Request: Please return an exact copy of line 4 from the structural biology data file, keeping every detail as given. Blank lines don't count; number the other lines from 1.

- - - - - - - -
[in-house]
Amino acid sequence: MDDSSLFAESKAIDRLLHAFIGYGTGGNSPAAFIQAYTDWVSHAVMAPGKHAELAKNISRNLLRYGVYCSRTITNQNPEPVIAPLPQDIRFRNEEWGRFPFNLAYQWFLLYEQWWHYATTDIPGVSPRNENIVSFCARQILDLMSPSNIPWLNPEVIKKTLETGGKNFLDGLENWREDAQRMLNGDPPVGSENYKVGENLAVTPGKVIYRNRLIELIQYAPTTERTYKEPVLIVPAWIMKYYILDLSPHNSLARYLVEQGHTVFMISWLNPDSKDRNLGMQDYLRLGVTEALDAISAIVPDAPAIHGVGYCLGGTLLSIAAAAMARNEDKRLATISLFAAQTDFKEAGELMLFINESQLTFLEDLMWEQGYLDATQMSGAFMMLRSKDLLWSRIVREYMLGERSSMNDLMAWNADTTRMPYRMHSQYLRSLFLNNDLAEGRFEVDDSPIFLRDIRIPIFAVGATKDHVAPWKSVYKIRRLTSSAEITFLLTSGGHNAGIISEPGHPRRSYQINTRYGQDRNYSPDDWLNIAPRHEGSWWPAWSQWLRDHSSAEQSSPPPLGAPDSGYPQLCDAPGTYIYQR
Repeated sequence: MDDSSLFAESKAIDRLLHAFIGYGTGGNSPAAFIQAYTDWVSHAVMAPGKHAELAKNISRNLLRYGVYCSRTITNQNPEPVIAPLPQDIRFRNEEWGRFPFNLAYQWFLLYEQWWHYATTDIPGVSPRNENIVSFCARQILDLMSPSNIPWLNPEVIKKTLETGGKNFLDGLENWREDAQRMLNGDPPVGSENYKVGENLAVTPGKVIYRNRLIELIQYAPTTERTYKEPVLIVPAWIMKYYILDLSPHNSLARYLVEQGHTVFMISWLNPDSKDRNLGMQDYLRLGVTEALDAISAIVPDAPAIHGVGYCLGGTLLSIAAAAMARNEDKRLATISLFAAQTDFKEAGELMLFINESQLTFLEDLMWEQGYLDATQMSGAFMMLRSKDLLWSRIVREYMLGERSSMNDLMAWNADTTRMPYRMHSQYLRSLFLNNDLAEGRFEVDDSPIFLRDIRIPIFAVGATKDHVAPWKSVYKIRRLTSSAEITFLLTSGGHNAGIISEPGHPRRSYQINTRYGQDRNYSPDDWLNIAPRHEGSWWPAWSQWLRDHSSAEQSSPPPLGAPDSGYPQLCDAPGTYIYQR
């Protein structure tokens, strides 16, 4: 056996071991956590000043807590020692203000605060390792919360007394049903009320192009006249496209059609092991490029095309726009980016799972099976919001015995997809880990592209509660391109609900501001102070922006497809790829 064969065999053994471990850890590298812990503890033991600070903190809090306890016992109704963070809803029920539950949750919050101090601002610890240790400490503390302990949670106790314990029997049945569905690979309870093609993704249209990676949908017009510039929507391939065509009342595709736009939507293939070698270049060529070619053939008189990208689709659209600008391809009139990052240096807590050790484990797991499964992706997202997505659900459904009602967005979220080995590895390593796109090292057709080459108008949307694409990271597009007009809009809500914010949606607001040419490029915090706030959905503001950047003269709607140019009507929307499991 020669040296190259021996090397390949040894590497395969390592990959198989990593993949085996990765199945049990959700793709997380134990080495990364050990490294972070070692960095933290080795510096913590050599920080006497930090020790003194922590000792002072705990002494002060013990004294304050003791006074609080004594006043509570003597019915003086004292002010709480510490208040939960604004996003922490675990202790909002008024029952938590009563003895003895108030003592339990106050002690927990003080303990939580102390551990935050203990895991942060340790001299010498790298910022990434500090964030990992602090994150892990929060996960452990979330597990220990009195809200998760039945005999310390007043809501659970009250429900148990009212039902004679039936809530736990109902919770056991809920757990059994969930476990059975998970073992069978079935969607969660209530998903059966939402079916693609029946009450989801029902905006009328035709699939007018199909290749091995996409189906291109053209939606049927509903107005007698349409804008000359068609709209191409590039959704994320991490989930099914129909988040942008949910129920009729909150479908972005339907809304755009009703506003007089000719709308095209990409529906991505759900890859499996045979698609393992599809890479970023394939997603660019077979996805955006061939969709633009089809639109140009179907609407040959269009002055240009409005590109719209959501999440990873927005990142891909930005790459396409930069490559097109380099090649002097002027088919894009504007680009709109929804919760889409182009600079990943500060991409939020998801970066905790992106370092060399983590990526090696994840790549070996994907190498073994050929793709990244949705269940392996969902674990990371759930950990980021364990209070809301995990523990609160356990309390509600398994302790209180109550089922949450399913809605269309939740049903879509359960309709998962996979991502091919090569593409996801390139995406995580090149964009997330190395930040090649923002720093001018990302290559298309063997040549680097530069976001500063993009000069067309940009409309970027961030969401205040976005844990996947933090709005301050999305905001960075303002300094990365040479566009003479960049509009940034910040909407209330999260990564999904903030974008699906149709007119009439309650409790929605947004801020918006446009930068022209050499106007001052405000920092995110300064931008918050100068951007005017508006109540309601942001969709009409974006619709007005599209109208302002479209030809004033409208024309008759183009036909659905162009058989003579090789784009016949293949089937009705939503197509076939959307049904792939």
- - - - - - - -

């Protein structure tokens, strides 16, 4: 056996071991956590000043807590020692203000605060390792919360007394049903009320192009006249496209059609092991490029095309726009980016799972099976919001015995997809880990592209509660391109609900501001102070922006497809790829 064969065999053994471990850890590298812990503890033991600070903190809090306890016992109704963070809803029920539950949750919050101090601002610890240790400490503390302990949670106790314990029997049945569905690979309870093609993704249209990676949908017009510039929507391939065509009342595709736009939507293939070698270049060529070619053939008189990208689709659209600008391809009139990052240096807590050790484990797991499964992706997202997505659900459904009602967005979220080995590895390593796109090292057709080459108008949307694409990271597009007009809009809500914010949606607001040419490029915090706030959905503001950047003269709607140019009507929307499991 020669040296190259021996090397390949040894590497395969390592990959198989990593993949085996990765199945049990959700793709997380134990080495990364050990490294972070070692960095933290080795510096913590050599920080006497930090020790003194922590000792002072705990002494002060013990004294304050003791006074609080004594006043509570003597019915003086004292002010709480510490208040939960604004996003922490675990202790909002008024029952938590009563003895003895108030003592339990106050002690927990003080303990939580102390551990935050203990895991942060340790001299010498790298910022990434500090964030990992602090994150892990929060996960452990979330597990220990009195809200998760039945005999310390007043809501659970009250429900148990009212039902004679039936809530736990109902919770056991809920757990059994969930476990059975998970073992069978079935969607969660209530998903059966939402079916693609029946009450989801029902905006009328035709699939007018199909290749091995996409189906291109053209939606049927509903107005007698349409804008000359068609709209191409590039959704994320991490989930099914129909988040942008949910129920009729909150479908972005339907809304755009009703506003007089000719709308095209990409529906991505759900890859499996045979698609393992599809890479970023394939997603660019077979996805955006061939969709633009089809639109140009179907609407040959269009002055240009409005590109719209959501999440990873927005990142891909930005790459396409930069490559097109380099090649002097002027088919894009504007680009709109929804919760889409182009600079990943500060991409939020998801970066905790992106370092060399983590990526090696994840790549070996994907190498073994050929793709990244949705269940392996969902674990990371759930950990980021364990209070809301995990523990609160356990309390509600398994302790209180109550089922949450399913809605269309939740049903879509359960309709998962996979991502091919090569593409996801390139995406995580090149964009997330190395930040090649923002720093001018990302290559298309063997040549680097530069976001500063993009000069067309940009409309970027961030969401205040976005844990996947933090709005301050999305905001960075303002300094990365040479566009003479960049509009940034910040909407209330999260990564999904903030974008699906149709007119009439309650409790929605947004801020918006446009930068022209050499106007001052405000920092995110300064931008918050100068951007005017508006109540309601942001969709009409974006619709007005599209109208302002479209030809004033409208024309008759183009036909659905162009058989003579090789784009016949293949089937009705939503197509076939959307049904792939």